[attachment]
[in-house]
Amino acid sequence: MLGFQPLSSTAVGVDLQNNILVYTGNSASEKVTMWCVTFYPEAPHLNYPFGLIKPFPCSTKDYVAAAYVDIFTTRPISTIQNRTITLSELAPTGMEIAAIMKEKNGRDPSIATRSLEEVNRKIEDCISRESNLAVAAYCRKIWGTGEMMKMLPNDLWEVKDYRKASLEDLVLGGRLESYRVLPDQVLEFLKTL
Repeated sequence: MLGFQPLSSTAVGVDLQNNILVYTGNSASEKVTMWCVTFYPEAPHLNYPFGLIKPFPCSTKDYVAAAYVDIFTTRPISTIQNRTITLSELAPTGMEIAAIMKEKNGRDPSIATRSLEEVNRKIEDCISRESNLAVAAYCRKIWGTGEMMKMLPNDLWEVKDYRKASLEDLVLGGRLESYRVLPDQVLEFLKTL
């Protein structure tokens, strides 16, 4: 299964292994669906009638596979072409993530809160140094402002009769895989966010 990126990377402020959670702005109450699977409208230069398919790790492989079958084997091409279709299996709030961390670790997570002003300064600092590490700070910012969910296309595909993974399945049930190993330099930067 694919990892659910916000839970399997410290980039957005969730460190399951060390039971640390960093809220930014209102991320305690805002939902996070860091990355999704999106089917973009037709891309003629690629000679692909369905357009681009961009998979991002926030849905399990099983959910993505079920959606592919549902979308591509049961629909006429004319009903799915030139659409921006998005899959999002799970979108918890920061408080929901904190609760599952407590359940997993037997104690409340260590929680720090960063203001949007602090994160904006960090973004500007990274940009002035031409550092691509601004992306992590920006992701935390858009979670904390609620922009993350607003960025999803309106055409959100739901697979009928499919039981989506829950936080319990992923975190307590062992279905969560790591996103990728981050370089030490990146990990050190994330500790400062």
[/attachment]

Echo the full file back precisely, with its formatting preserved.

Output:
[in-house]
Amino acid sequence: MLGFQPLSSTAVGVDLQNNILVYTGNSASEKVTMWCVTFYPEAPHLNYPFGLIKPFPCSTKDYVAAAYVDIFTTRPISTIQNRTITLSELAPTGMEIAAIMKEKNGRDPSIATRSLEEVNRKIEDCISRESNLAVAAYCRKIWGTGEMMKMLPNDLWEVKDYRKASLEDLVLGGRLESYRVLPDQVLEFLKTL
Repeated sequence: MLGFQPLSSTAVGVDLQNNILVYTGNSASEKVTMWCVTFYPEAPHLNYPFGLIKPFPCSTKDYVAAAYVDIFTTRPISTIQNRTITLSELAPTGMEIAAIMKEKNGRDPSIATRSLEEVNRKIEDCISRESNLAVAAYCRKIWGTGEMMKMLPNDLWEVKDYRKASLEDLVLGGRLESYRVLPDQVLEFLKTL
């Protein structure tokens, strides 16, 4: 299964292994669906009638596979072409993530809160140094402002009769895989966010 990126990377402020959670702005109450699977409208230069398919790790492989079958084997091409279709299996709030961390670790997570002003300064600092590490700070910012969910296309595909993974399945049930190993330099930067 694919990892659910916000839970399997410290980039957005969730460190399951060390039971640390960093809220930014209102991320305690805002939902996070860091990355999704999106089917973009037709891309003629690629000679692909369905357009681009961009998979991002926030849905399990099983959910993505079920959606592919549902979308591509049961629909006429004319009903799915030139659409921006998005899959999002799970979108918890920061408080929901904190609760599952407590359940997993037997104690409340260590929680720090960063203001949007602090994160904006960090973004500007990274940009002035031409550092691509601004992306992590920006992701935390858009979670904390609620922009993350607003960025999803309106055409959100739901697979009928499919039981989506829950936080319990992923975190307590062992279905969560790591996103990728981050370089030490990146990990050190994330500790400062």